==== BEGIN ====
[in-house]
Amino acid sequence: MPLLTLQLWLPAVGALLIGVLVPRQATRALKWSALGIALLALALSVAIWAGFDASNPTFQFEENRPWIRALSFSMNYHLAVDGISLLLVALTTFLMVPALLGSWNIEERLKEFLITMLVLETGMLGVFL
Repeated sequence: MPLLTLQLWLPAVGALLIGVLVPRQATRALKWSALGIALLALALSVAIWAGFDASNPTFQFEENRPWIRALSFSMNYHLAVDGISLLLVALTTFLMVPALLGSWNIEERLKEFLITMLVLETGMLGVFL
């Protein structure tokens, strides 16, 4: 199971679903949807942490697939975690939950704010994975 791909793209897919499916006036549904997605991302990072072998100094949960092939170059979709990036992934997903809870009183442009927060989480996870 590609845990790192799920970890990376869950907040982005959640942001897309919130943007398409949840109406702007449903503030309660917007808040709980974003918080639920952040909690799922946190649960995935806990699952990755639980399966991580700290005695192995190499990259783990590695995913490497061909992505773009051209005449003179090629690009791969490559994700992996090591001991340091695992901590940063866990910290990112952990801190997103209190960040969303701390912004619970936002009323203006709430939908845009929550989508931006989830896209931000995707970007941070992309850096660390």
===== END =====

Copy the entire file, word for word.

[in-house]
Amino acid sequence: MPLLTLQLWLPAVGALLIGVLVPRQATRALKWSALGIALLALALSVAIWAGFDASNPTFQFEENRPWIRALSFSMNYHLAVDGISLLLVALTTFLMVPALLGSWNIEERLKEFLITMLVLETGMLGVFL
Repeated sequence: MPLLTLQLWLPAVGALLIGVLVPRQATRALKWSALGIALLALALSVAIWAGFDASNPTFQFEENRPWIRALSFSMNYHLAVDGISLLLVALTTFLMVPALLGSWNIEERLKEFLITMLVLETGMLGVFL
């Protein structure tokens, strides 16, 4: 199971679903949807942490697939975690939950704010994975 791909793209897919499916006036549904997605991302990072072998100094949960092939170059979709990036992934997903809870009183442009927060989480996870 590609845990790192799920970890990376869950907040982005959640942001897309919130943007398409949840109406702007449903503030309660917007808040709980974003918080639920952040909690799922946190649960995935806990699952990755639980399966991580700290005695192995190499990259783990590695995913490497061909992505773009051209005449003179090629690009791969490559994700992996090591001991340091695992901590940063866990910290990112952990801190997103209190960040969303701390912004619970936002009323203006709430939908845009929550989508931006989830896209931000995707970007941070992309850096660390």